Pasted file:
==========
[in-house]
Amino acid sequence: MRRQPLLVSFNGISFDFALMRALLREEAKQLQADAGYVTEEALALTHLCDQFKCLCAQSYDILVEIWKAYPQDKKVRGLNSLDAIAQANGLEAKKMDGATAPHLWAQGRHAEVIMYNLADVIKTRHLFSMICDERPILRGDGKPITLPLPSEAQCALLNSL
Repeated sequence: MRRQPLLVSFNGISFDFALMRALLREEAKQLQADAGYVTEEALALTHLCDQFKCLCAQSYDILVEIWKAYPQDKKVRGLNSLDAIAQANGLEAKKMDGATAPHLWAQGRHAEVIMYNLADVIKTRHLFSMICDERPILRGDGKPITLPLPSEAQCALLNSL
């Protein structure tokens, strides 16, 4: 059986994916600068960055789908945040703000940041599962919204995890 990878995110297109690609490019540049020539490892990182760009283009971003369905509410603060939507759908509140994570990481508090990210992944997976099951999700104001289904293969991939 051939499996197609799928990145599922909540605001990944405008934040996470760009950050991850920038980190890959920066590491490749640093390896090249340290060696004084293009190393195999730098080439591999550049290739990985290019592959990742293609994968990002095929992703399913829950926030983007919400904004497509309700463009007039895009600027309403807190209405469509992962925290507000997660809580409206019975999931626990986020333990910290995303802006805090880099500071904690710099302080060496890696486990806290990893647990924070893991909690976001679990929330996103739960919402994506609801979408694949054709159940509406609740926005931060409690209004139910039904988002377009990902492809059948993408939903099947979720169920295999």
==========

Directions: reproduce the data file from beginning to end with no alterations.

[in-house]
Amino acid sequence: MRRQPLLVSFNGISFDFALMRALLREEAKQLQADAGYVTEEALALTHLCDQFKCLCAQSYDILVEIWKAYPQDKKVRGLNSLDAIAQANGLEAKKMDGATAPHLWAQGRHAEVIMYNLADVIKTRHLFSMICDERPILRGDGKPITLPLPSEAQCALLNSL
Repeated sequence: MRRQPLLVSFNGISFDFALMRALLREEAKQLQADAGYVTEEALALTHLCDQFKCLCAQSYDILVEIWKAYPQDKKVRGLNSLDAIAQANGLEAKKMDGATAPHLWAQGRHAEVIMYNLADVIKTRHLFSMICDERPILRGDGKPITLPLPSEAQCALLNSL
């Protein structure tokens, strides 16, 4: 059986994916600068960055789908945040703000940041599962919204995890 990878995110297109690609490019540049020539490892990182760009283009971003369905509410603060939507759908509140994570990481508090990210992944997976099951999700104001289904293969991939 051939499996197609799928990145599922909540605001990944405008934040996470760009950050991850920038980190890959920066590491490749640093390896090249340290060696004084293009190393195999730098080439591999550049290739990985290019592959990742293609994968990002095929992703399913829950926030983007919400904004497509309700463009007039895009600027309403807190209405469509992962925290507000997660809580409206019975999931626990986020333990910290995303802006805090880099500071904690710099302080060496890696486990806290990893647990924070893991909690976001679990929330996103739960919402994506609801979408694949054709159940509406609740926005931060409690209004139910039904988002377009990902492809059948993408939903099947979720169920295999």